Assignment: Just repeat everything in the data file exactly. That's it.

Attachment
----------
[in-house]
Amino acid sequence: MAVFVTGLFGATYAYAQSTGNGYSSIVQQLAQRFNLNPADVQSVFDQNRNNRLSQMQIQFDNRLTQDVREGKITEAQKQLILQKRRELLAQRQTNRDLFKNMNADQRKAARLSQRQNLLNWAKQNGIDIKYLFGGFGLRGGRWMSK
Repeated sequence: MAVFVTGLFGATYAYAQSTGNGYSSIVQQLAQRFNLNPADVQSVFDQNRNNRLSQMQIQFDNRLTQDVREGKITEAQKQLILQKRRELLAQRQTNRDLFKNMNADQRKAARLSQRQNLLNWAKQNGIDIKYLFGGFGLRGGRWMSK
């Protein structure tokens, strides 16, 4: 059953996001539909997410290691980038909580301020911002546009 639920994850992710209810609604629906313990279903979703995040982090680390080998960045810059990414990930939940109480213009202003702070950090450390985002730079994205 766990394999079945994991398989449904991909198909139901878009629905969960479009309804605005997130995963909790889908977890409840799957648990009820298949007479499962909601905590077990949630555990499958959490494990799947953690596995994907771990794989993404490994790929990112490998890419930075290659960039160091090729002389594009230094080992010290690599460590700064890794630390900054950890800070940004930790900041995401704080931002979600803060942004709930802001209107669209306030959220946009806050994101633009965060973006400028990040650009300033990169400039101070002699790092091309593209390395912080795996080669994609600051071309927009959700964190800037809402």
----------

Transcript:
[in-house]
Amino acid sequence: MAVFVTGLFGATYAYAQSTGNGYSSIVQQLAQRFNLNPADVQSVFDQNRNNRLSQMQIQFDNRLTQDVREGKITEAQKQLILQKRRELLAQRQTNRDLFKNMNADQRKAARLSQRQNLLNWAKQNGIDIKYLFGGFGLRGGRWMSK
Repeated sequence: MAVFVTGLFGATYAYAQSTGNGYSSIVQQLAQRFNLNPADVQSVFDQNRNNRLSQMQIQFDNRLTQDVREGKITEAQKQLILQKRRELLAQRQTNRDLFKNMNADQRKAARLSQRQNLLNWAKQNGIDIKYLFGGFGLRGGRWMSK
């Protein structure tokens, strides 16, 4: 059953996001539909997410290691980038909580301020911002546009 639920994850992710209810609604629906313990279903979703995040982090680390080998960045810059990414990930939940109480213009202003702070950090450390985002730079994205 766990394999079945994991398989449904991909198909139901878009629905969960479009309804605005997130995963909790889908977890409840799957648990009820298949007479499962909601905590077990949630555990499958959490494990799947953690596995994907771990794989993404490994790929990112490998890419930075290659960039160091090729002389594009230094080992010290690599460590700064890794630390900054950890800070940004930790900041995401704080931002979600803060942004709930802001209107669209306030959220946009806050994101633009965060973006400028990040650009300033990169400039101070002699790092091309593209390395912080795996080669994609600051071309927009959700964190800037809402």